This study was designed to assess the impact of technical factors on functional outcomes and complications in patients undergoing restorative proctocolectomy for familial adenomatous polyposis.
This was a descriptive study on 189 patients undergoing restorative proctocolectomy in a single tertiary referral center between 1977 and 2003. Primary outcomes were major complications, pouch function, and neoplastic transformation in the anal transitional zone.
Pouch construction was J-reservoir (60 percent), W-reservoir (34 percent), or S-reservoir (6 percent), with double-stapled (31 percent) or handsewn anastomosis with mucosectomy (69 percent). Overall pouch survival was 96 percent at five years and 89 percent at ten years, with no differences according to pouch design or anastomotic technique. The incidence of pelvic sepsis was unaffected by anastomotic technique (stapledvs.handsewn; 12vs.13 percent) or type of reservoir (J-vs.W-vs.S-pouch; 16vs.9vs.10 percent). Fistula formation was independent of anastomotic technique (stapledvs.handsewn; 8vs.8 percent) and type of reservoir (J-vs.W-vs.S-pouch; 9vs.7vs.0 percent). The night-time and 24-hour bowel frequencies were similar with the two anastomotic techniques and types of reservoirs. The incidence of polyps at the anal transitional zone was lower with handsewn than with stapled anastomosis (19vs.38 percent;P= 0.047).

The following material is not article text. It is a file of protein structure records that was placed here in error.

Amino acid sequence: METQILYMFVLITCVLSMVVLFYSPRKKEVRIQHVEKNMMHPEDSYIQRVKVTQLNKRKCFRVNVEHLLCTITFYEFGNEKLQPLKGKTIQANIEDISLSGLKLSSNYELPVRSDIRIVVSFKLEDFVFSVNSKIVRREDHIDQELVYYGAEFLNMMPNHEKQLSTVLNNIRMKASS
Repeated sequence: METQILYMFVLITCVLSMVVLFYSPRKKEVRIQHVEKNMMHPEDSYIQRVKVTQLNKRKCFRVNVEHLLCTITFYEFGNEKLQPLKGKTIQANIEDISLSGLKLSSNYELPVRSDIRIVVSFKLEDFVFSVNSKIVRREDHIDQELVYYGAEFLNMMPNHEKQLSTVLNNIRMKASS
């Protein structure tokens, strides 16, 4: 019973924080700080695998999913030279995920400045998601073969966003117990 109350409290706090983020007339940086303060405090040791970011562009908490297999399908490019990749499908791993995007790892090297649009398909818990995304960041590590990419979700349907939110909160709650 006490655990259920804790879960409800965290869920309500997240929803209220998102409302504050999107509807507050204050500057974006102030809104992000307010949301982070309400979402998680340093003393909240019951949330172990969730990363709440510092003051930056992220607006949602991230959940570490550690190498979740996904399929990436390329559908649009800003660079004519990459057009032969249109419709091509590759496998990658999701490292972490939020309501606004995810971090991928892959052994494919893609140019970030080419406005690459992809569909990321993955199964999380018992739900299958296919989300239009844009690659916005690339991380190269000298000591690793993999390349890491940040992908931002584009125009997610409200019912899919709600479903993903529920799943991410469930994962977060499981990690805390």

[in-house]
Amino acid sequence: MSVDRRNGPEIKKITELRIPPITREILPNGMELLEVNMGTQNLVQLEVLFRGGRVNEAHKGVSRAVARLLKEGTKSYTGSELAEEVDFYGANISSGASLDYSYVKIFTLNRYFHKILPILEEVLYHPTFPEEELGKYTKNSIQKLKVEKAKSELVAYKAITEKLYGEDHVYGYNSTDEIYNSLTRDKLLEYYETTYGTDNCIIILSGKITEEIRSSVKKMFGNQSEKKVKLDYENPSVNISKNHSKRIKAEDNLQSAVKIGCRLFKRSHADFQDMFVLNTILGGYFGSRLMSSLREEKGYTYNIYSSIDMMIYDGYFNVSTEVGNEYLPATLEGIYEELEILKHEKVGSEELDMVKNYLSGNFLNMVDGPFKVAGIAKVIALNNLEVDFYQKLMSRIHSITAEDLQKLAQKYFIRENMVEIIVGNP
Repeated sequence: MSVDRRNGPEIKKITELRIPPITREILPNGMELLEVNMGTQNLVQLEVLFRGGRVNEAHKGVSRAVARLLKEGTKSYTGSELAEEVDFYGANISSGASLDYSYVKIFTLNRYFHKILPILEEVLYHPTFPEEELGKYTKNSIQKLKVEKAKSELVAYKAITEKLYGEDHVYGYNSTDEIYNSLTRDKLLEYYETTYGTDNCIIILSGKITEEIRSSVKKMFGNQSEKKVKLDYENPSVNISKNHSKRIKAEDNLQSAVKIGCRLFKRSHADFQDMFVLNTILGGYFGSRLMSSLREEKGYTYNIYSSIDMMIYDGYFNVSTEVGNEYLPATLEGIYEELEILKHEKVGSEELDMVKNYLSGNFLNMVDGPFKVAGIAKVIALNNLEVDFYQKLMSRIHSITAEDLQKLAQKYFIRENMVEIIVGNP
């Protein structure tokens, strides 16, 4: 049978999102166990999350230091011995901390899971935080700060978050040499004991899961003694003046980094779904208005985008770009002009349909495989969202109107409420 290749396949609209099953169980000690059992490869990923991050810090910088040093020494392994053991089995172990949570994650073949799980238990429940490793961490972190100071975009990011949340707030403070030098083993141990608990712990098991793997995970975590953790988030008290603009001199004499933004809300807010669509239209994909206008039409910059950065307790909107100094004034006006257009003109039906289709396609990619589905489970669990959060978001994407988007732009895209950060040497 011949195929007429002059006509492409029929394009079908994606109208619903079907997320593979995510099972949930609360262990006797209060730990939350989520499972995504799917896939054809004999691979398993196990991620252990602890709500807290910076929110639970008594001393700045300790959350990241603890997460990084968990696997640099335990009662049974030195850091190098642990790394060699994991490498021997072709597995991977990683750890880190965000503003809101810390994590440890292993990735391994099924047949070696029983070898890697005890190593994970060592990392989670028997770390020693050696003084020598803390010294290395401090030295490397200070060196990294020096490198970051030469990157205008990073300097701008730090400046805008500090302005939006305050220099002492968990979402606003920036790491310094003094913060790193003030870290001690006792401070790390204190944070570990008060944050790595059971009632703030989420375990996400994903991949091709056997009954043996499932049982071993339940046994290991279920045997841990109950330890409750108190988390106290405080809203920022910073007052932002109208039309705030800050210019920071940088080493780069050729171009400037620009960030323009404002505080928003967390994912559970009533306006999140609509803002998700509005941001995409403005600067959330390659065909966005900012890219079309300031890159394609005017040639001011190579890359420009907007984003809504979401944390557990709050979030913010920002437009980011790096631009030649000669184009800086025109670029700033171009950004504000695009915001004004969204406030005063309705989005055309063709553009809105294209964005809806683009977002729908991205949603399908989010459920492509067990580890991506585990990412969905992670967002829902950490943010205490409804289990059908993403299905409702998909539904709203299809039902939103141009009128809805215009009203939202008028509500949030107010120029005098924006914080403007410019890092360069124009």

Restorative proctocolectomy in patients with familial adenomatous polyposis has good functional outcomes and an acceptable rate of complications, which are independent of choice of technique. Handsewn ileoanal anastomosis with mucosectomy seems to reduce the incidence of subsequent neoplasia in the anal transitional zone but does not eliminate the risk of cancer.